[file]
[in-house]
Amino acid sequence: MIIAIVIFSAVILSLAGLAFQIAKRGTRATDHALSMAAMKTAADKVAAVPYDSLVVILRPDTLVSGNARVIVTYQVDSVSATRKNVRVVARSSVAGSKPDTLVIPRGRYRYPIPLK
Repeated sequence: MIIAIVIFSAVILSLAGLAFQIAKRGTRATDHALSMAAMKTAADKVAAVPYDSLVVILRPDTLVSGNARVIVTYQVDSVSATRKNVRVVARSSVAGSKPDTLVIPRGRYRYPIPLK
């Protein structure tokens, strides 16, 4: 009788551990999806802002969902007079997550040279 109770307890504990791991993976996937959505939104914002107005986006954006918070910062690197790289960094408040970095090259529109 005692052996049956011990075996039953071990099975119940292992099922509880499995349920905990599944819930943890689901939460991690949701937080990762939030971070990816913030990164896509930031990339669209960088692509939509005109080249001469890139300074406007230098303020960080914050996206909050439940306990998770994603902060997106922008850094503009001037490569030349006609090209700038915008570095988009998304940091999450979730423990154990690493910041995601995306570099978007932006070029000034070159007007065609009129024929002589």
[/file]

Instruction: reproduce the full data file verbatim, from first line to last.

[in-house]
Amino acid sequence: MIIAIVIFSAVILSLAGLAFQIAKRGTRATDHALSMAAMKTAADKVAAVPYDSLVVILRPDTLVSGNARVIVTYQVDSVSATRKNVRVVARSSVAGSKPDTLVIPRGRYRYPIPLK
Repeated sequence: MIIAIVIFSAVILSLAGLAFQIAKRGTRATDHALSMAAMKTAADKVAAVPYDSLVVILRPDTLVSGNARVIVTYQVDSVSATRKNVRVVARSSVAGSKPDTLVIPRGRYRYPIPLK
């Protein structure tokens, strides 16, 4: 009788551990999806802002969902007079997550040279 109770307890504990791991993976996937959505939104914002107005986006954006918070910062690197790289960094408040970095090259529109 005692052996049956011990075996039953071990099975119940292992099922509880499995349920905990599944819930943890689901939460991690949701937080990762939030971070990816913030990164896509930031990339669209960088692509939509005109080249001469890139300074406007230098303020960080914050996206909050439940306990998770994603902060997106922008850094503009001037490569030349006609090209700038915008570095988009998304940091999450979730423990154990690493910041995601995306570099978007932006070029000034070159007007065609009129024929002589």